- Copy of current Curricula Vitae or resumé.
- If you were in the U.S. as an F-1 or J-1 student/scholar and this is the first time you are applying for an H-1B visa, be sure to have all I-20s or DS-2019s that were ever issued to you.
Be aware that you could experience a delay in obtaining a visa stamp due to security clearances.
You must have a valid passport and the passport should be valid for 6 months from the reentry date.
H-1B workers who travel abroad should carry the original H-1B I-797 approval notice for their current employer. A current letter from the employer verifying employment, although not necessary, can also serve to facilitate reentry, as well a copy of the H-1B petition.
You must have a valid H-1B visa, unless you are a citizen of Canada.
Under the "automatic extension of validity at ports-of-entry" provision, also known as "automatic revalidation," an H-1B alien may reenter the U.S. after a trip solely to Canada or Mexico that lasted no more than 30 days, without the need to obtain a new H-1B visa, even if the individual's prior H-1B visa has expired. This benefit also applies if you have changed nonimmigrant status in the United States, and your visa is still in the category in which you entered the United States. In that case, the visa is considered "converted" to the proper visa category as well as "extended" to allow re-entry. Citizens or nationals from Cuba, Sudan, Iran or Syria are not eligible for the automatic revalidation of visa benefit.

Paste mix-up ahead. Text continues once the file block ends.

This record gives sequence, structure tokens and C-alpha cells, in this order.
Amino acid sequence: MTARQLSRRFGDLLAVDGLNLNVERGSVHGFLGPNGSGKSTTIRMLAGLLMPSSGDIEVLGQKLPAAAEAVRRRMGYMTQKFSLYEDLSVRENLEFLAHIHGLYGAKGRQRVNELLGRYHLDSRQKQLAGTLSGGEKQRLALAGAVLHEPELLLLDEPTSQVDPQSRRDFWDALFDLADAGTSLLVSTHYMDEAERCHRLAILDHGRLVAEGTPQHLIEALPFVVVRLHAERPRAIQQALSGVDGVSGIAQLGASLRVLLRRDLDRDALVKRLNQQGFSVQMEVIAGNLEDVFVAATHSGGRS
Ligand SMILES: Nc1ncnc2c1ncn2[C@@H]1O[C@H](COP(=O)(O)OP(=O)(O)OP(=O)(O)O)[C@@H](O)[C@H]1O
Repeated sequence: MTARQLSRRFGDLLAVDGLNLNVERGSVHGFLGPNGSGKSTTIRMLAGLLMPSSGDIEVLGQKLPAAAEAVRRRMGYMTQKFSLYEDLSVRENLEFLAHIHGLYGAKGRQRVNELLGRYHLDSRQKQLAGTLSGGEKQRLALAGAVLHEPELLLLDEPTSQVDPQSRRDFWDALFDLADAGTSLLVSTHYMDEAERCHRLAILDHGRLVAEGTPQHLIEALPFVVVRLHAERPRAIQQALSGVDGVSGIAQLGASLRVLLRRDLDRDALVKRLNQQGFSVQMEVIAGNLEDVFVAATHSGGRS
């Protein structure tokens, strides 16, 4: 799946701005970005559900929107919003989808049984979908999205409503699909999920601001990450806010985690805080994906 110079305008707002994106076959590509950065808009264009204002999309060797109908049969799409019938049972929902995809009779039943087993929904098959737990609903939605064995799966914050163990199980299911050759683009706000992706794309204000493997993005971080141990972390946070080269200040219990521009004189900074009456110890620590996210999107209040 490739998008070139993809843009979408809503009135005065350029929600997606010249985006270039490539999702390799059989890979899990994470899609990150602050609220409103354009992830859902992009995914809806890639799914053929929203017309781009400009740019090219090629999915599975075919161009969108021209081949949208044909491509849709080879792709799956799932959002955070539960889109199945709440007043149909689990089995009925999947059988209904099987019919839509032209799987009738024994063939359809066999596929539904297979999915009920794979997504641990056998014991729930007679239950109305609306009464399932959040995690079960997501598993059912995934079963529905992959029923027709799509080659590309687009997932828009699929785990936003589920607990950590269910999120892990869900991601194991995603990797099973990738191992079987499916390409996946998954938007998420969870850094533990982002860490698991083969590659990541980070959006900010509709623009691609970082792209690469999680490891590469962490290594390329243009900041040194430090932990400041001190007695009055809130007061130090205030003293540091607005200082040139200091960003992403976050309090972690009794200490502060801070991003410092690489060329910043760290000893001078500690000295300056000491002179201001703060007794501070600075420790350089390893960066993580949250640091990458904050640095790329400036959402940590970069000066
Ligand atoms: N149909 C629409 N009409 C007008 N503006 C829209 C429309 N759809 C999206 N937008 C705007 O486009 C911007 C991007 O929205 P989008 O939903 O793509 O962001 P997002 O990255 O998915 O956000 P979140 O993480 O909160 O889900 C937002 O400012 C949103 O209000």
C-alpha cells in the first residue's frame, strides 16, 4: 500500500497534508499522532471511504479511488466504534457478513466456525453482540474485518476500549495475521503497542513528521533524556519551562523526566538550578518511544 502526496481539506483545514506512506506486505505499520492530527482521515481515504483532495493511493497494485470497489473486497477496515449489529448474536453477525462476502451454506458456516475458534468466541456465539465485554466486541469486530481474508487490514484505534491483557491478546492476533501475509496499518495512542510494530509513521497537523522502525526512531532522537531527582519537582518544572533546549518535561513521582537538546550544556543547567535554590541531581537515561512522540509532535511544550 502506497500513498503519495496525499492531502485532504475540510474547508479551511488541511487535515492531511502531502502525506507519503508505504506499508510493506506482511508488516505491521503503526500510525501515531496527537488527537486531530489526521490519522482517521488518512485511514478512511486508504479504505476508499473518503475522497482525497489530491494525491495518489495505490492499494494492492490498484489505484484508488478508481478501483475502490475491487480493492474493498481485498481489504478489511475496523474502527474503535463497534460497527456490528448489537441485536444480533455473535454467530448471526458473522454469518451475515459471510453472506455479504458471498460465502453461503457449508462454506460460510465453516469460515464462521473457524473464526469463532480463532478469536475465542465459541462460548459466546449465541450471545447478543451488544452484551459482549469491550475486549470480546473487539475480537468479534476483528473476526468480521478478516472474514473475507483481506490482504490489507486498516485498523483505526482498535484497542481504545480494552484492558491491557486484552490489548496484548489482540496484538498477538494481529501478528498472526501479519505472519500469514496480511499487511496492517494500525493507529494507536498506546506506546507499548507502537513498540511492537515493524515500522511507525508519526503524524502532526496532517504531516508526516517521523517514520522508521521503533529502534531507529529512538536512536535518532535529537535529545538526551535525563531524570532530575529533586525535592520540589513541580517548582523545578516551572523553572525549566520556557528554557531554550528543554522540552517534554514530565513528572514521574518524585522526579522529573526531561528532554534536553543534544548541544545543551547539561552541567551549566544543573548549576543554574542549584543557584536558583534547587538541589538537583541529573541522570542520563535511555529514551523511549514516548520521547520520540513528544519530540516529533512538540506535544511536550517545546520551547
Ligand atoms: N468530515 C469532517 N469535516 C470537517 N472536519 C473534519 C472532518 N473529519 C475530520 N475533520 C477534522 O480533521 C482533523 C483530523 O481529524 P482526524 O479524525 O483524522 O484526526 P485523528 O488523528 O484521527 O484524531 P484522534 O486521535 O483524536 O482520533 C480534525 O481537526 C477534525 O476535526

If you have changed employers since first entering the United States and have a valid visa annotated for the previous employer,you may reenter the U.S. using that visa, provided you present a valid H-1B approval notice for the new employer upon reentry to the United States.
The I-94 is the Arrival / Departure Record, in either paper or electronic format, issued by a Customs and Border Protection (CBP) Officer to foreign visitors entering the United States. Most Arrival/Departure records are created electronically upon arrival. Instead of a paper form, the visitor will be provided with an annotated stamp in the foreign passport. If provided a paper form, the admitting CBP Officer generally attaches the I-94 to the visitor's passport and stamps the departure date on the form.
You can retrieve the electronic I-94 at https://i94.cbp.dhs.gov/I94/#/home. You should print this as soon as possible and keep in your records. You will need to give a copy to ISSS. In addition, your department Personnel Specialist will need a copy. You may also need a copy to apply for a Social Security Number or Kansas Driver's License.